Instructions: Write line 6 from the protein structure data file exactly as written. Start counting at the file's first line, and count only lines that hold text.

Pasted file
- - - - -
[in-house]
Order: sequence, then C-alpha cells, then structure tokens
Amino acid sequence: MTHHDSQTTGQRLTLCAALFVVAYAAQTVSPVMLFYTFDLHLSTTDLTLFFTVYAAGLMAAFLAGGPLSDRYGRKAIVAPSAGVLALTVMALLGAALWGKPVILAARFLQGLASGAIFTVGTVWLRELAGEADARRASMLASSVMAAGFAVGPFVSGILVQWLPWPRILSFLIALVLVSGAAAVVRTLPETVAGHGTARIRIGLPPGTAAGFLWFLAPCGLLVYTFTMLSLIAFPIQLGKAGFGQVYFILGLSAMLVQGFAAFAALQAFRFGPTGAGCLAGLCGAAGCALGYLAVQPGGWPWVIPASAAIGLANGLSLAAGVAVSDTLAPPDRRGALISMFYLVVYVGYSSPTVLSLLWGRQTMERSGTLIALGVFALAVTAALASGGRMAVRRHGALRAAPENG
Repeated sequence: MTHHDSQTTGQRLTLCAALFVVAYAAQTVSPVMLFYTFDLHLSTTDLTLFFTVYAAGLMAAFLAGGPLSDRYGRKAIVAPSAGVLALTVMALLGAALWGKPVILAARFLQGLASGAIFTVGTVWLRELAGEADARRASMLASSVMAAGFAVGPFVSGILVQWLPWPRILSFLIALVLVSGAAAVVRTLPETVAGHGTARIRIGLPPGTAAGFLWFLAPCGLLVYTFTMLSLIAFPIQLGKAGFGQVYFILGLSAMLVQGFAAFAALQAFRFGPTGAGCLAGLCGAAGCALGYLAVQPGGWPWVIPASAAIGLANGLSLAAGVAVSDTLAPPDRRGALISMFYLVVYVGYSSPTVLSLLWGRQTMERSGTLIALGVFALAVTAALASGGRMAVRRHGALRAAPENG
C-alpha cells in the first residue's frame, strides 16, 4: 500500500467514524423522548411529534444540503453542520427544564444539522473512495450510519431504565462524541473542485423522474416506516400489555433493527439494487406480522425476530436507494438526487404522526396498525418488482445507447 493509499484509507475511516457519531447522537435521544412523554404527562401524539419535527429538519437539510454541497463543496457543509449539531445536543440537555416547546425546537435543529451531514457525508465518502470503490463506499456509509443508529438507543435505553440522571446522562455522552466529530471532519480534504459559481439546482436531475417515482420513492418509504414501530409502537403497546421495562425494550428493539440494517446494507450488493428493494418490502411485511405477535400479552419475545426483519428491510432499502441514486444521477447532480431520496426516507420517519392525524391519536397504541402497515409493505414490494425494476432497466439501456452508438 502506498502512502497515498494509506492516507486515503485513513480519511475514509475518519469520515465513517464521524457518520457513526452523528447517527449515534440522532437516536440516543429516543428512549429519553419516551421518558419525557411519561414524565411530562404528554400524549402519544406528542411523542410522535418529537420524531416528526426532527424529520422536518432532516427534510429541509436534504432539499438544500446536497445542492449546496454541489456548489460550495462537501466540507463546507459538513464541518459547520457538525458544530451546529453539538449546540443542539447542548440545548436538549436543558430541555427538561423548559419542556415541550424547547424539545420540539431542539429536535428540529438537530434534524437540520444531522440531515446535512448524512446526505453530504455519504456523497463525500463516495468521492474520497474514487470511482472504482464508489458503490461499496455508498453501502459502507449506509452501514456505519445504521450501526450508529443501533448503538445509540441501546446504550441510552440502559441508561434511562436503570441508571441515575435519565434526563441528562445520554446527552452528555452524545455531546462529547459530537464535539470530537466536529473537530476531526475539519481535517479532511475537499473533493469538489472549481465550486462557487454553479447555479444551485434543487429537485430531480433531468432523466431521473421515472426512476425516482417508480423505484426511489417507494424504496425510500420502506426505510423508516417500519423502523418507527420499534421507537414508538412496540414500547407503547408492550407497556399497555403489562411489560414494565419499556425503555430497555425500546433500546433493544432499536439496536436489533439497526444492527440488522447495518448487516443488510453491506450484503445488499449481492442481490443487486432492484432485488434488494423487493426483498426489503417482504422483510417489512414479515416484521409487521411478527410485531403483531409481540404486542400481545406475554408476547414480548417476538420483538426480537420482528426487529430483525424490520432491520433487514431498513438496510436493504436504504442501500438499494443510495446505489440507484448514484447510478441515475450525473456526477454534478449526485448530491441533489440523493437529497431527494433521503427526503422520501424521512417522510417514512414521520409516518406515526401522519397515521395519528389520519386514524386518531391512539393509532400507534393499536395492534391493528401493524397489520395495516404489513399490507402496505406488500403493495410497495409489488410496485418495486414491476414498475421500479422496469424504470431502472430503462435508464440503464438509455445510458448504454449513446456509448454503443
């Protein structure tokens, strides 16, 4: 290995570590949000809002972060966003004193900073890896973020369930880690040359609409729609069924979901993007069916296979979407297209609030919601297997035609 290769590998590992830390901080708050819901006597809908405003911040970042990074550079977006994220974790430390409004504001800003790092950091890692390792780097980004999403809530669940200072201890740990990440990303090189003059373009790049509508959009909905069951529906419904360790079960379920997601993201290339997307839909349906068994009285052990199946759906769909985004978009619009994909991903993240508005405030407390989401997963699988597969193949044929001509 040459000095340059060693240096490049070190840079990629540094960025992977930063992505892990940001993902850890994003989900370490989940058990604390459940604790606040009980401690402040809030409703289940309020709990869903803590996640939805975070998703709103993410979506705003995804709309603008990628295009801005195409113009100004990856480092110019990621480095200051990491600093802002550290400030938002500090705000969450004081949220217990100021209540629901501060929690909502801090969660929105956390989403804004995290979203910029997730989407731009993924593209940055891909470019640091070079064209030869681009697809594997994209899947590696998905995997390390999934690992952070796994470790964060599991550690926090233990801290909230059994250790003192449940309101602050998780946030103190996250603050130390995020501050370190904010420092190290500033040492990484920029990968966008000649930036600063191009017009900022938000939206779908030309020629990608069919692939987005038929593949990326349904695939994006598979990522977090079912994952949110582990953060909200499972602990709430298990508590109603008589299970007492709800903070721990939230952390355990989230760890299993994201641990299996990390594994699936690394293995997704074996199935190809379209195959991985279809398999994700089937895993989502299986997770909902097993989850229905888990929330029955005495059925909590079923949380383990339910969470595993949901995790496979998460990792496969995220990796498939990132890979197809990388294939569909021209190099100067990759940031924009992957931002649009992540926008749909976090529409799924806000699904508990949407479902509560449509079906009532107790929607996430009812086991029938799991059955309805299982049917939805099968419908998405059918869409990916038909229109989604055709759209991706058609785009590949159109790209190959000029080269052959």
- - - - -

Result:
């Protein structure tokens, strides 16, 4: 290995570590949000809002972060966003004193900073890896973020369930880690040359609409729609069924979901993007069916296979979407297209609030919601297997035609 290769590998590992830390901080708050819901006597809908405003911040970042990074550079977006994220974790430390409004504001800003790092950091890692390792780097980004999403809530669940200072201890740990990440990303090189003059373009790049509508959009909905069951529906419904360790079960379920997601993201290339997307839909349906068994009285052990199946759906769909985004978009619009994909991903993240508005405030407390989401997963699988597969193949044929001509 040459000095340059060693240096490049070190840079990629540094960025992977930063992505892990940001993902850890994003989900370490989940058990604390459940604790606040009980401690402040809030409703289940309020709990869903803590996640939805975070998703709103993410979506705003995804709309603008990628295009801005195409113009100004990856480092110019990621480095200051990491600093802002550290400030938002500090705000969450004081949220217990100021209540629901501060929690909502801090969660929105956390989403804004995290979203910029997730989407731009993924593209940055891909470019640091070079064209030869681009697809594997994209899947590696998905995997390390999934690992952070796994470790964060599991550690926090233990801290909230059994250790003192449940309101602050998780946030103190996250603050130390995020501050370190904010420092190290500033040492990484920029990968966008000649930036600063191009017009900022938000939206779908030309020629990608069919692939987005038929593949990326349904695939994006598979990522977090079912994952949110582990953060909200499972602990709430298990508590109603008589299970007492709800903070721990939230952390355990989230760890299993994201641990299996990390594994699936690394293995997704074996199935190809379209195959991985279809398999994700089937895993989502299986997770909902097993989850229905888990929330029955005495059925909590079923949380383990339910969470595993949901995790496979998460990792496969995220990796498939990132890979197809990388294939569909021209190099100067990759940031924009992957931002649009992540926008749909976090529409799924806000699904508990949407479902509560449509079906009532107790929607996430009812086991029938799991059955309805299982049917939805099968419908998405059918869409990916038909229109989604055709759209991706058609785009590949159109790209190959000029080269052959």